CURF 1: Beginning with Bioethics and the BPhil in Mind

Hi Everyone! My name is Mike Sobol, and I am a junior from Buffalo, NY (still recovering from the Bills’ playoff performance). I am pursuing dual degrees here at Pitt–a BPhil in Politics & Philosophy and a BS in Neuroscience–as well as minors in Chemistry, Economics, and Physics. On campus, I’m a teaching assistant for Biochemistry and Honors Organic Chemistry, a leader in AMSA and Science Olympiad, and an Honors College Ambassador and Community Leader. I’m also involved in auditory neuroscience research at UPMC Children’s Hospital and residency curriculum development in the UPMC Department of Neurological Surgery. In my free time, I enjoy running, reading, and studying some niche interests in agriculture law and policy. This semester, the CURF isn’t my only major project–I’m also training for the Buffalo (half?)-marathon!

 I am looking forward to using the Spring 2023 Chancellor’s Undergraduate Research Fellowship to begin the first intensive phase of my BPhil thesis research, under the direction of Dr. Michael Deem (Department of Human Genetics, Center for Bioethics & Health Law). Broadly, my BPhil project will synthesize context-dependent clinical bioethics applications (with a special focus on pediatric bioethics) into a broadly applicable philosophy of the right to life and the right to die, responsive to accelerating scientific and technological advancements in medicine. However, before generating this philosophical approach, I must investigate the landscape of context-specific bioethical approaches. Through the CURF, I will work to develop a detailed, scientifically sound, and philosophically inclusive review of the current bioethical perspectives on neonatal euthanasia as the first case study from which to begin a consideration of ‘life or death’ clinical ethics.

In 2004, a Dutch committee led by Dr. Eduard Verhagen set forth the Groningen Protocol, a medicolegal framework regulating the practice of neonatal euthanasia. A year later, the Netherlands legalized neonatal euthanasia, effectively endorsing this Groningen Protocol for use in the Dutch medical system. In the two decades since this action, there have been forceful, categorical rejections of neonatal euthanasia by prominent American professional associations– including the American Medical Association and the American Academy of Pediatrics–while clinical implementation of non-voluntary active euthanasia has gained acceptance in Europe. The broad spectrum of approaches to neonatal euthanasia represents more than a continental divide; it is a crucial bioethical debate that remains unresolved and, critically, underappreciated in the literature. Identifying the bioethical status of neonatal euthanasia integrates considerations of patient autonomy, parental consent, physician responsibility, and policymaking utilitarianism all unique to the neonatal context. American medical professional associations have very different postures on neonatal euthanasia and abortion–it must be determined whether these approaches are consistent or ultimately in conflict with each other. More broadly, discussions of non-voluntary active euthanasia contribute to rich conversations about the interpretation of the Hippocratic Oath in the modern clinical context, the value of life, and dignity in dying.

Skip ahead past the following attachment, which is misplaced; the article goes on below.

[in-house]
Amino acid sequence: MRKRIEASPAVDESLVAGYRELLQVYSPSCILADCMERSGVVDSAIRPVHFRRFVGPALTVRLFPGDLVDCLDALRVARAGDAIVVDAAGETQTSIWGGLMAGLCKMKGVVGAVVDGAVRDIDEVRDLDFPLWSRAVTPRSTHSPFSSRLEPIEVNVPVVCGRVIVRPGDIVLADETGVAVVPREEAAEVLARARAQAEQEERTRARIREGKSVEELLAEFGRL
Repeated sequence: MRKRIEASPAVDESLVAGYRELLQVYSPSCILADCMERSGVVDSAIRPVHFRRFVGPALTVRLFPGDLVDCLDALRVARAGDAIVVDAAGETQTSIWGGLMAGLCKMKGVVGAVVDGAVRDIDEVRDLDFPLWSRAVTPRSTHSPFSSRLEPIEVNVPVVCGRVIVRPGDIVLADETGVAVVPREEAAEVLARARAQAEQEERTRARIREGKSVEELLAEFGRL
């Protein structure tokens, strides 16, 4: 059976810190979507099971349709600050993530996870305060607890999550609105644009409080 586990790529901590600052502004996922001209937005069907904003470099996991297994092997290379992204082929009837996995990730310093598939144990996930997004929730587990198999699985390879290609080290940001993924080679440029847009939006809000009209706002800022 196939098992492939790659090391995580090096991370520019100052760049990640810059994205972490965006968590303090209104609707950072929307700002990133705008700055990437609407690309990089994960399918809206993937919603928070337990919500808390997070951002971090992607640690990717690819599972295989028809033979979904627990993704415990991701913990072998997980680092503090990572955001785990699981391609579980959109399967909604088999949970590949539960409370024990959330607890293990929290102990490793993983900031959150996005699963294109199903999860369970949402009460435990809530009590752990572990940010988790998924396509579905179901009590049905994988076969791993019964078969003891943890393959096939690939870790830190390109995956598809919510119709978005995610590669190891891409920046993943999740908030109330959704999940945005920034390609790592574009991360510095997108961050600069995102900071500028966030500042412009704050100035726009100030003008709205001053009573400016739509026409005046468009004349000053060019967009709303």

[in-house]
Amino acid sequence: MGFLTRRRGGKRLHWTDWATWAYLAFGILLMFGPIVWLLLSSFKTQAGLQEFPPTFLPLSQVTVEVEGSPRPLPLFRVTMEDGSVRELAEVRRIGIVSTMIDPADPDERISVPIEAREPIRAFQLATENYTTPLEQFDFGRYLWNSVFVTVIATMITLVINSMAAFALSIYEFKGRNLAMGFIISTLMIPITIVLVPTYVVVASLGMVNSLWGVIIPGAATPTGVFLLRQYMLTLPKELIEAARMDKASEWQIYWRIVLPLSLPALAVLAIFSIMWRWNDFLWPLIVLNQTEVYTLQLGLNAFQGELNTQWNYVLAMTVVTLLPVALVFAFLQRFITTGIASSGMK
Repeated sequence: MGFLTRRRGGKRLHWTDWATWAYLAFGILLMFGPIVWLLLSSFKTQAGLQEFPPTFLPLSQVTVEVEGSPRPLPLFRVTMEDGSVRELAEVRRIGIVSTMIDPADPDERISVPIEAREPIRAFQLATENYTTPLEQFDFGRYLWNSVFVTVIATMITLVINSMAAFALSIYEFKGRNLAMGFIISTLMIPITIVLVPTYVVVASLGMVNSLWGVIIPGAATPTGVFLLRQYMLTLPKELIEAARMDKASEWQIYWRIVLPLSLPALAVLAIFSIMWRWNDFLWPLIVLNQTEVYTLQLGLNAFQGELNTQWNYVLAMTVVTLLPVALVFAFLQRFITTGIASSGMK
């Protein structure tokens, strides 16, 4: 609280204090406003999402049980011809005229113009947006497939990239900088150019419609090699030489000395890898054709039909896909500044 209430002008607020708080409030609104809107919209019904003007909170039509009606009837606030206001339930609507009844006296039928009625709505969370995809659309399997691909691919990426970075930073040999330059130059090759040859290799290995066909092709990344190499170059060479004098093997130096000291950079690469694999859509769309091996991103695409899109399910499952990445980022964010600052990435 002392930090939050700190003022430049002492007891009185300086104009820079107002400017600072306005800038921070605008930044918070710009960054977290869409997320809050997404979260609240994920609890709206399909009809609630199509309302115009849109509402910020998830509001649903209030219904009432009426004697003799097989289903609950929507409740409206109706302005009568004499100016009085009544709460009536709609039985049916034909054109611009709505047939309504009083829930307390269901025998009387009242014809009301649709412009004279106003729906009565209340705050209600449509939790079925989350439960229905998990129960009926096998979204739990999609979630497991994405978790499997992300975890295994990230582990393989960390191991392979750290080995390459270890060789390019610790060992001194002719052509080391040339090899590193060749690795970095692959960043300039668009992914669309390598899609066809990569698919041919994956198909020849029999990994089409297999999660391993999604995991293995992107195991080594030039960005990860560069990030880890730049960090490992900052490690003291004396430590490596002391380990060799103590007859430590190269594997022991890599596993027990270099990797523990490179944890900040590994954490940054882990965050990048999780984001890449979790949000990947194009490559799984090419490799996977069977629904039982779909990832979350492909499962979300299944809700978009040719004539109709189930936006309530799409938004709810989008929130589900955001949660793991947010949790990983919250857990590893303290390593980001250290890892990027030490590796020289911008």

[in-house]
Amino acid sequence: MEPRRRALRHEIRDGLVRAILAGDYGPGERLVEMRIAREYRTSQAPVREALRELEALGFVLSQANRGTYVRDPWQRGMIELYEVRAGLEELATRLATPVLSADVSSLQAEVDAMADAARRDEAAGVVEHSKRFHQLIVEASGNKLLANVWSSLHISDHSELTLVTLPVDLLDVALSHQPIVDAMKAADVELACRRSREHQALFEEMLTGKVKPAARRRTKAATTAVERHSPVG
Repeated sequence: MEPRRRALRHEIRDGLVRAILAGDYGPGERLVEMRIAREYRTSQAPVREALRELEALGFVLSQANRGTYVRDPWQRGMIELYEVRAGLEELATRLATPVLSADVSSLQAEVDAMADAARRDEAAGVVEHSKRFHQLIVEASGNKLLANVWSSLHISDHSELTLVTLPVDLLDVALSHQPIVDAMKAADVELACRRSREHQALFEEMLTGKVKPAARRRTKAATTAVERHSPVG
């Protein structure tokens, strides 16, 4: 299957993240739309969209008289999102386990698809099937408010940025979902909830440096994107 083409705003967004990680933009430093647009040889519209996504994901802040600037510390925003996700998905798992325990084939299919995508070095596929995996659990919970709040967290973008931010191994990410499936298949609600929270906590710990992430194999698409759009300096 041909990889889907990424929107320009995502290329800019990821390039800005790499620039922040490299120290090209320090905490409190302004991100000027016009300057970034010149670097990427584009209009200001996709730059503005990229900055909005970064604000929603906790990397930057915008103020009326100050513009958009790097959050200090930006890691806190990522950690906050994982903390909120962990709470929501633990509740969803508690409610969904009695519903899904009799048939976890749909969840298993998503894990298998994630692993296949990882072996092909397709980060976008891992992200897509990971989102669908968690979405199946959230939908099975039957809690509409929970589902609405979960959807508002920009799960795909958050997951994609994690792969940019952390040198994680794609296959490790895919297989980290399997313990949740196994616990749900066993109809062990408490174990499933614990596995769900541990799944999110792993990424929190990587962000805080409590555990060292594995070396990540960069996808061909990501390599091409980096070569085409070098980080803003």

Immediately following my graduation from Pitt, I hope to enter the University of Notre Dame’s Alliance for Catholic Education Teaching Fellows program and spend two years earning an M.Ed. while serving as a high school teacher in underserved Catholic schools. After that, I hope to pursue medical school, with a particular focus on primary care and rural healthcare access. Combining clinical work with educational and policy work, I hope to engage in plain-language scientific communication that restores faith in a medical field that has lost trust and credibility in the eyes of many. This CURF project will allow me to engage with the ideas of prominent medical professional organizations and leading bioethics academicians past and present while writing plainly about ‘life or death’ issues that infuse the public square. I look forward to pursuing interdisciplinary research and integrating diverse perspectives–from Edmund Pellegrino’s canonical philosophy of medicine literature to O. Carter Snead’s modern legal scholarship–into a cohesive bioethical perspective.

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